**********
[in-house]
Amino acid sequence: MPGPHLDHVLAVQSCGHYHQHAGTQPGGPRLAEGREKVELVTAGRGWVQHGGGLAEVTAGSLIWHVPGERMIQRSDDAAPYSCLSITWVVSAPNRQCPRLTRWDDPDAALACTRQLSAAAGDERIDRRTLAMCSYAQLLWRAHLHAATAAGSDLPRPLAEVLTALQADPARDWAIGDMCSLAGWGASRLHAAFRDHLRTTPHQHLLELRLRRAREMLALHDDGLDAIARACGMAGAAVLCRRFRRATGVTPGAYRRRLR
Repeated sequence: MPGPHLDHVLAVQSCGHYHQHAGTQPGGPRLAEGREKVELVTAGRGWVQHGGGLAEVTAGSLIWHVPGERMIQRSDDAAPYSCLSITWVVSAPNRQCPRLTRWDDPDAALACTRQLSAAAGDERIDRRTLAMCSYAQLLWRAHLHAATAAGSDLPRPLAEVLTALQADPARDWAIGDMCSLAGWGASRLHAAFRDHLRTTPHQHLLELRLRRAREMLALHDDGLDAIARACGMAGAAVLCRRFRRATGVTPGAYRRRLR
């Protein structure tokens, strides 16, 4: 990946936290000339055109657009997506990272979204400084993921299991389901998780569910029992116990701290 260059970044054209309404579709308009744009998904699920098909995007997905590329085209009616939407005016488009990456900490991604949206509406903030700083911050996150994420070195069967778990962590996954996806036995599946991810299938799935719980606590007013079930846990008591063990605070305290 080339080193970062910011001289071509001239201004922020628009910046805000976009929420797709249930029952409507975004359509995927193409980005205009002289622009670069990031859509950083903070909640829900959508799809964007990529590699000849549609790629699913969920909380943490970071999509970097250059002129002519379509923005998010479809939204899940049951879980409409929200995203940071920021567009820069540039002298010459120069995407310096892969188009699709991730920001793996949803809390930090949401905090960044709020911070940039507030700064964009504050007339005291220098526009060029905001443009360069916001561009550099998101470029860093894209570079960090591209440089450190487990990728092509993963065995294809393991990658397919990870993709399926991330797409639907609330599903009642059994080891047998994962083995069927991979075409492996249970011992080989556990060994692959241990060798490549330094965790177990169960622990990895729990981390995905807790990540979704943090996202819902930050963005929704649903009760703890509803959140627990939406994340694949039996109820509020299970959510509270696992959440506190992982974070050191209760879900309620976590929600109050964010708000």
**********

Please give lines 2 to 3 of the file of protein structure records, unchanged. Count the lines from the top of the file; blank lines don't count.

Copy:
Amino acid sequence: MPGPHLDHVLAVQSCGHYHQHAGTQPGGPRLAEGREKVELVTAGRGWVQHGGGLAEVTAGSLIWHVPGERMIQRSDDAAPYSCLSITWVVSAPNRQCPRLTRWDDPDAALACTRQLSAAAGDERIDRRTLAMCSYAQLLWRAHLHAATAAGSDLPRPLAEVLTALQADPARDWAIGDMCSLAGWGASRLHAAFRDHLRTTPHQHLLELRLRRAREMLALHDDGLDAIARACGMAGAAVLCRRFRRATGVTPGAYRRRLR
Repeated sequence: MPGPHLDHVLAVQSCGHYHQHAGTQPGGPRLAEGREKVELVTAGRGWVQHGGGLAEVTAGSLIWHVPGERMIQRSDDAAPYSCLSITWVVSAPNRQCPRLTRWDDPDAALACTRQLSAAAGDERIDRRTLAMCSYAQLLWRAHLHAATAAGSDLPRPLAEVLTALQADPARDWAIGDMCSLAGWGASRLHAAFRDHLRTTPHQHLLELRLRRAREMLALHDDGLDAIARACGMAGAAVLCRRFRRATGVTPGAYRRRLR